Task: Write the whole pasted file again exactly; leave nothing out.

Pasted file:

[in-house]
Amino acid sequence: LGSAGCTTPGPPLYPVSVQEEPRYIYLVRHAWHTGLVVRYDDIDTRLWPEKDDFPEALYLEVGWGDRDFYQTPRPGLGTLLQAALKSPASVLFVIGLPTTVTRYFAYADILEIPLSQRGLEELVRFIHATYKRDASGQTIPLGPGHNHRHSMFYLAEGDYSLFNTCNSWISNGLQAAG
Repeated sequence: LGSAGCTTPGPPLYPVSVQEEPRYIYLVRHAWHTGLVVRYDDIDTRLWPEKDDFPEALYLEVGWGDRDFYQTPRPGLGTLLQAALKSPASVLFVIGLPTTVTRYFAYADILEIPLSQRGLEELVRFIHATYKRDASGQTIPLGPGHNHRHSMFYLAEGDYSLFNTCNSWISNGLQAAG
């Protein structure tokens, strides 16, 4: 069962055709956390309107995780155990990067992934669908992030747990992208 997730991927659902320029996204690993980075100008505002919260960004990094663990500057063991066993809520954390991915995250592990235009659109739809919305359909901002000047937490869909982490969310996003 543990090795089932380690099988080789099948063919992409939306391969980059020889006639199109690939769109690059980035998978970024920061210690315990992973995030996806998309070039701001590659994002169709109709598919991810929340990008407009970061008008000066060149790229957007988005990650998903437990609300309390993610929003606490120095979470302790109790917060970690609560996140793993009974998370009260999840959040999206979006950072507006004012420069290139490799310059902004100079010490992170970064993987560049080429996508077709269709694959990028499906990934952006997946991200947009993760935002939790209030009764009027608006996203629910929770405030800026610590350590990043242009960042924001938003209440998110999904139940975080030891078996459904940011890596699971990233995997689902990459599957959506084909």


[in-house]
Amino acid sequence: LGSAGCTTPGPPLYPVSVQEEPRYIYLVRHAWHTGLVVRYDDIDTRLWPEKDDFPEALYLEVGWGDRDFYQTPRPGLGTLLQAALKSPASVLFVIGLPTTVTRYFAYADILEIPLSQRGLEELVRFIHATYKRDASGQTIPLGPGHNHRHSMFYLAEGDYSLFNTCNSWISNGLQAAG
Repeated sequence: LGSAGCTTPGPPLYPVSVQEEPRYIYLVRHAWHTGLVVRYDDIDTRLWPEKDDFPEALYLEVGWGDRDFYQTPRPGLGTLLQAALKSPASVLFVIGLPTTVTRYFAYADILEIPLSQRGLEELVRFIHATYKRDASGQTIPLGPGHNHRHSMFYLAEGDYSLFNTCNSWISNGLQAAG
């Protein structure tokens, strides 16, 4: 069962055709956390309107995780155990990067992934669908992030747990992208 997730991927659902320029996204690993980075100008505002919260960004990094663990500057063991066993809520954390991915995250592990235009659109739809919305359909901002000047937490869909982490969310996003 543990090795089932380690099988080789099948063919992409939306391969980059020889006639199109690939769109690059980035998978970024920061210690315990992973995030996806998309070039701001590659994002169709109709598919991810929340990008407009970061008008000066060149790229957007988005990650998903437990609300309390993610929003606490120095979470302790109790917060970690609560996140793993009974998370009260999840959040999206979006950072507006004012420069290139490799310059902004100079010490992170970064993987560049080429996508077709269709694959990028499906990934952006997946991200947009993760935002939790209030009764009027608006996203629910929770405030800026610590350590990043242009960042924001938003209440998110999904139940975080030891078996459904940011890596699971990233995997689902990459599957959506084909």